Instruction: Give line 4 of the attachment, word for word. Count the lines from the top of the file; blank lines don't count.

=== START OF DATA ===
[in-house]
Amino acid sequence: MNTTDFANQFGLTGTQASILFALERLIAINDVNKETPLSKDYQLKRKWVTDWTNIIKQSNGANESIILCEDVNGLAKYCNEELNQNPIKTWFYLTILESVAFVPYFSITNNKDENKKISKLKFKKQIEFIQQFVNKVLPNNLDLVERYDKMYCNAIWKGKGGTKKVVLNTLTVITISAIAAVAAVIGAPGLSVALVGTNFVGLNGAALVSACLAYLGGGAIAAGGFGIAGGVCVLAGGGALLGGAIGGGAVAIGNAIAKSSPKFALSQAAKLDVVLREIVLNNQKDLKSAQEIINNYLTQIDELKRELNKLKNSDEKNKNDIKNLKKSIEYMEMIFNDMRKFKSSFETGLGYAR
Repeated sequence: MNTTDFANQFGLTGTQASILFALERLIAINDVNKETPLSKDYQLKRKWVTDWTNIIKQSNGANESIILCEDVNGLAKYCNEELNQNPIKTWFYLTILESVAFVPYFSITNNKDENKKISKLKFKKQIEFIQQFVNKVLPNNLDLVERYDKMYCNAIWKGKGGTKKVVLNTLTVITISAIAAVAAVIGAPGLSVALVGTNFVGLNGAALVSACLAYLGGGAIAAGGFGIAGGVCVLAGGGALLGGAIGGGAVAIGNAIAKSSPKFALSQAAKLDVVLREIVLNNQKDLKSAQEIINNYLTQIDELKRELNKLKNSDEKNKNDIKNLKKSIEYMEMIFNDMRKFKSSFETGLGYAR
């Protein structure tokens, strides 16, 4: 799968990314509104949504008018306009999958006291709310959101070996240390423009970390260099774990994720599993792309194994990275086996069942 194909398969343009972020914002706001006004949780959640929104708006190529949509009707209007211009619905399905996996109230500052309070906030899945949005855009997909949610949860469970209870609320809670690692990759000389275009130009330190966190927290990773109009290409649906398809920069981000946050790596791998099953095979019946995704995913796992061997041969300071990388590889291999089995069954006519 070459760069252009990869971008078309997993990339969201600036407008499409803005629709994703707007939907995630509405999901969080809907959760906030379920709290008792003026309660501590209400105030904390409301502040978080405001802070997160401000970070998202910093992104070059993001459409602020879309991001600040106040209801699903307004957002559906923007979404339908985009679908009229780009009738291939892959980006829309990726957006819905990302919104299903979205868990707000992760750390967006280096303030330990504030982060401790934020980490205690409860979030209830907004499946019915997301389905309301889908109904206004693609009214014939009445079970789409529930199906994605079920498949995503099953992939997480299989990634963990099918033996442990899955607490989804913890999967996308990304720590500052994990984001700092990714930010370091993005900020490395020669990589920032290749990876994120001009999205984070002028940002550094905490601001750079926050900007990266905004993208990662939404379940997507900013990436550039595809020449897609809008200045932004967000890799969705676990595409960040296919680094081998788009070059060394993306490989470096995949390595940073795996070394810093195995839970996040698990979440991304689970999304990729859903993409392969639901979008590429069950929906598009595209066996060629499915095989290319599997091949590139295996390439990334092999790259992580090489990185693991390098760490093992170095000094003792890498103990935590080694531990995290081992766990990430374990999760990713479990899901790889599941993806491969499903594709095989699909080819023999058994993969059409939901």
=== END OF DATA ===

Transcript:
């Protein structure tokens, strides 16, 4: 799968990314509104949504008018306009999958006291709310959101070996240390423009970390260099774990994720599993792309194994990275086996069942 194909398969343009972020914002706001006004949780959640929104708006190529949509009707209007211009619905399905996996109230500052309070906030899945949005855009997909949610949860469970209870609320809670690692990759000389275009130009330190966190927290990773109009290409649906398809920069981000946050790596791998099953095979019946995704995913796992061997041969300071990388590889291999089995069954006519 070459760069252009990869971008078309997993990339969201600036407008499409803005629709994703707007939907995630509405999901969080809907959760906030379920709290008792003026309660501590209400105030904390409301502040978080405001802070997160401000970070998202910093992104070059993001459409602020879309991001600040106040209801699903307004957002559906923007979404339908985009679908009229780009009738291939892959980006829309990726957006819905990302919104299903979205868990707000992760750390967006280096303030330990504030982060401790934020980490205690409860979030209830907004499946019915997301389905309301889908109904206004693609009214014939009445079970789409529930199906994605079920498949995503099953992939997480299989990634963990099918033996442990899955607490989804913890999967996308990304720590500052994990984001700092990714930010370091993005900020490395020669990589920032290749990876994120001009999205984070002028940002550094905490601001750079926050900007990266905004993208990662939404379940997507900013990436550039595809020449897609809008200045932004967000890799969705676990595409960040296919680094081998788009070059060394993306490989470096995949390595940073795996070394810093195995839970996040698990979440991304689970999304990729859903993409392969639901979008590429069950929906598009595209066996060629499915095989290319599997091949590139295996390439990334092999790259992580090489990185693991390098760490093992170095000094003792890498103990935590080694531990995290081992766990990430374990999760990713479990899901790889599941993806491969499903594709095989699909080819023999058994993969059409939901």